But wait! When the damper plate broke apart, pieces of it wound up inside the flywheel housing.  We thought at first that we had probably fished them all out, but then decided that was foolish, so we took off the housing to look for more pieces. 

Wait! The destruction of the damper plate had caused wear in the gear teeth at the end of the transmission shaft. Not a lot, but... What to do?  We could have a machine shop grind them, maybe even braze on more metal?  That seemed like a huge effort for the little wear.  Then Oscar, John’s Mexican assistant, noted that the depth of the teeth was much longer than what was used, so if we made a plate to go on the back of the flywheel, it would position the teeth at an unworn place.  Great idea! 

But wait! This will require longer bolts, but since we had to replace one anyway (see above), we could get all five.  So we had a machine shop make a ring to go onto the back of the flywheel, and brought the bolts back from the US.

One of the 5 bolts connecting the damper plate to the flywheel broke off.  Now what?  Drill out and replace the bolt?  Or would the remaining 4 be OK? Decision: drill it out, buy new bolts in the US and bring them back, drill out the bolt hole, etc…But now, with the flywheel cover removed it was a simple thing to also remove the flywheel, and that made it easy to extract the broken bolt. So, one issue solved.

But wait!  Isn't that oil coming out of the main rear oil seal?  Not enough to worry about, but while we're at it …

When we went back to the States, we had not only picked up a damper plate ($700 for two pieces of sheet metal and some springs) but new oil seals and gaskets, new bolts, and new engine mounts.

The engine mounts are bolted through stringers running fore and aft on either side of the engine.  Access to the nuts inside the stringers was very difficult, so John fabricated “nut-plates” with handles on them to hold while he screwed the mounting bolts into them. 

Wait! The new mounts aren’t quite in the same place as the old ones (probably due to the old ¾” bolts in 5/8” holes), so we had to drill new holes in the stringer.  Surprise!  The stringer is reinforced with a stainless steel plate, inside the layers of fiberglass.  Several drill bits later, we had new holes.  Of course, we could have simply tapped the stainless plates and skipped John's nut-plates, but we already had the nut-plates so we used them.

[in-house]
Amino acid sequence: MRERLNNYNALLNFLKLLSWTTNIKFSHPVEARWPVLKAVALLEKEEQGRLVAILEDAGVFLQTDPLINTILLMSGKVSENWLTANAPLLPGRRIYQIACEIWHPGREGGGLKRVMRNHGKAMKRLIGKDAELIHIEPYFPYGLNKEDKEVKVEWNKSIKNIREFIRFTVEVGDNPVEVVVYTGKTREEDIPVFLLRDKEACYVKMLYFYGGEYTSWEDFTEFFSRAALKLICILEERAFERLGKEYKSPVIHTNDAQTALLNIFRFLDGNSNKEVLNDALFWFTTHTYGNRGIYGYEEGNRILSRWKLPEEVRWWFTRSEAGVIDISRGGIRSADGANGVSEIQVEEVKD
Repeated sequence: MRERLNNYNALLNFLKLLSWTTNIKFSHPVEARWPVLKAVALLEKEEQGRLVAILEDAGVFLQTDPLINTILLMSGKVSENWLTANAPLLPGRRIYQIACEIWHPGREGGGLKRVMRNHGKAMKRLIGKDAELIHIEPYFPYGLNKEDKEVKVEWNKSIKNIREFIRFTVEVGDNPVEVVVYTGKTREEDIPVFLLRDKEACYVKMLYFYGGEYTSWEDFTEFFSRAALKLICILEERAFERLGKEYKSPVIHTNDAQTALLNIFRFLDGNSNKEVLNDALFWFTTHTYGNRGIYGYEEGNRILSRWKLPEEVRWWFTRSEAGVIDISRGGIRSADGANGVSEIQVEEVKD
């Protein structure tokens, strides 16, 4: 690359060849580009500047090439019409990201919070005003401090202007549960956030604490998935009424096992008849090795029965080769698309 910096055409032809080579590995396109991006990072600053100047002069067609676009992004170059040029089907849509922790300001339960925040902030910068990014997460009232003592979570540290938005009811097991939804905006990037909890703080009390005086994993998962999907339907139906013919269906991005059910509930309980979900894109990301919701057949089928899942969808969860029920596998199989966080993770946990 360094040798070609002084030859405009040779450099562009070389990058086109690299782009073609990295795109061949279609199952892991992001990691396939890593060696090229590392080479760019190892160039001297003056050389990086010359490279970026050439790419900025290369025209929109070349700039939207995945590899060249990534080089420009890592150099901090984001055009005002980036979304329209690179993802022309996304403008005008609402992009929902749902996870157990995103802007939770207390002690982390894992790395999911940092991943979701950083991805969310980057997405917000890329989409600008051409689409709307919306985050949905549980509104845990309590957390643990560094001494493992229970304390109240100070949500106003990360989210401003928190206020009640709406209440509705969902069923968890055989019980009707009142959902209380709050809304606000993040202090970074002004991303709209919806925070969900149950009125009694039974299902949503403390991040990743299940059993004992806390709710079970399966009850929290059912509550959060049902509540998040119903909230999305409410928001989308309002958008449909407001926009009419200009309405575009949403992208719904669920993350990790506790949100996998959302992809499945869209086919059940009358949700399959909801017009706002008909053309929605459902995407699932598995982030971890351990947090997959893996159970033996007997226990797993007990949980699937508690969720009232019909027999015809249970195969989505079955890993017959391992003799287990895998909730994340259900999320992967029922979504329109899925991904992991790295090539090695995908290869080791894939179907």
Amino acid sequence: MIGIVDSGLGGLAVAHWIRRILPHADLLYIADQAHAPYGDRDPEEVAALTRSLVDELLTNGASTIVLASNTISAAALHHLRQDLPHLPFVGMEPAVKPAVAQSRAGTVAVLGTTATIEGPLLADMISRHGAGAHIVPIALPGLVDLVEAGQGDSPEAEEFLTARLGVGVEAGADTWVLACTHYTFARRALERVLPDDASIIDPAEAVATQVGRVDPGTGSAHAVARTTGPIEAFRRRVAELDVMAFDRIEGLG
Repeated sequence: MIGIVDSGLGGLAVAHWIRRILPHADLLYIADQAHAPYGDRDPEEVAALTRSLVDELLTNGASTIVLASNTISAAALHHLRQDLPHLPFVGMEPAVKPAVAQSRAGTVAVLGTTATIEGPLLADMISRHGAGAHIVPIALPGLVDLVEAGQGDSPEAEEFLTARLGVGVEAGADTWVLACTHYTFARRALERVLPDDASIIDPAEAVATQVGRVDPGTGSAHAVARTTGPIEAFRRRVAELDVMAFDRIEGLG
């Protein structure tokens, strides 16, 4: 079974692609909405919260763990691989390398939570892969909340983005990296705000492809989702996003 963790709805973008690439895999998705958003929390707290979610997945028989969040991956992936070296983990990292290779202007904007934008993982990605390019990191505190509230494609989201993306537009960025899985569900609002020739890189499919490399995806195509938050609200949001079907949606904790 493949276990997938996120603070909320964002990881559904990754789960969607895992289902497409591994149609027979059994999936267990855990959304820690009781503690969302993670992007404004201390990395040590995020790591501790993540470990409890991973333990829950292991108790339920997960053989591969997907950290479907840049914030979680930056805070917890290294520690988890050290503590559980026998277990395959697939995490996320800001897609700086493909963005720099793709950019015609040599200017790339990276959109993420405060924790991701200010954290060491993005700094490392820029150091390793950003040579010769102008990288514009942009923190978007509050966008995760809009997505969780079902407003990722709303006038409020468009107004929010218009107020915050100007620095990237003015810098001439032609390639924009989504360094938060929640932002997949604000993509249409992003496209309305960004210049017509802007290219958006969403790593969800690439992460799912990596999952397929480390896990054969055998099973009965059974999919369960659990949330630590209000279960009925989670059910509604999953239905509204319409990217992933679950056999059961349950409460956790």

We lifted the engine using a chain pulley slung from a square iron bar over the top of the open engine compartment.  On the final day, the gear on the chain pulley failed.  How to lift the engine for final placement?  Finally, a solution we know – sailboats have lots of pulleys, and the block and tackle we use for lifting our outboard motor worked like a champ!


More about John and Oscar.  John is an ex-pat American, married to a woman from Barra de Navidad.  He used to work for John Deere and is a perfectionist.  Oscar is 26, from Barra.  John speaks to him in English and Oscar answers mainly in Spanish with an occasional English word.  Sometimes John throws in a Spanish word too.  It’s fascinating to listen to.  Oscar actually can and does speak in entirely English sentences, but for the most part it’s English from John and Spanish from Oscar.  They make a very good team, and Oscar is clearly also a very good mechanic on his own.  He’s also younger, stronger and smaller than John, all of which qualities are useful!

In a week, the engine was re-assembled, all lubricants topped up, and we started the motor and put it in gear – forward and reverse – and all was well.  (We were still in the slip, so we didn’t actually move very far!)


Back on with the sink! Away with the tools! A liveable boat at last! Now we can enjoy life (and oysters) aboard, again.

Meanwhile, while we worked on the motor, Hurricane Odile passed us, almost without notice, except by the surfers.  Unfortunately the Cabo area of Baja California took a direct hit.  Odile was followed by Tropical Storm Polo, which actually passed closer to us and produced 30-35 knot winds, but hardly any rain.  Polo was followed in short order by Rachael, Simon and Vance.  They all took more or less the same track past Barra, about 400 NM offshore. Of the lot, only Vance really affected our weather, with 30+ knot gusts and torrential rain. But none was a real threat.

On September 16th, Mexico celebrated Independence Day. It commemorates “El Grito,” the cry for independence made by the priest Miguel Hidalgo in 1810.  He did this at 11:15 p.m on the 15th.

We went to the town square of Barra de Navidad that evening to see the festivities.  The entertainment consisted of a local women’s dance troupe (think exercise routines) and a singer.  Pretty lame.  But the square was full of the town folk, so people-watching was fun.  At 11 p.m., the PA guy introduced a bunch of dignitaries, who waved from the town hall balcony.  At 11:15, one of them recited “El Grito,” which is interesting because it was never written down, so no-one really knows what Hidalgo said.  But it ends with a rousing call and repeat (three times) of “Vive Mexico!” which was echoed sporadically by some in the crowd.  Then they shot off 5, count ‘em 5, fireworks and everyone went home.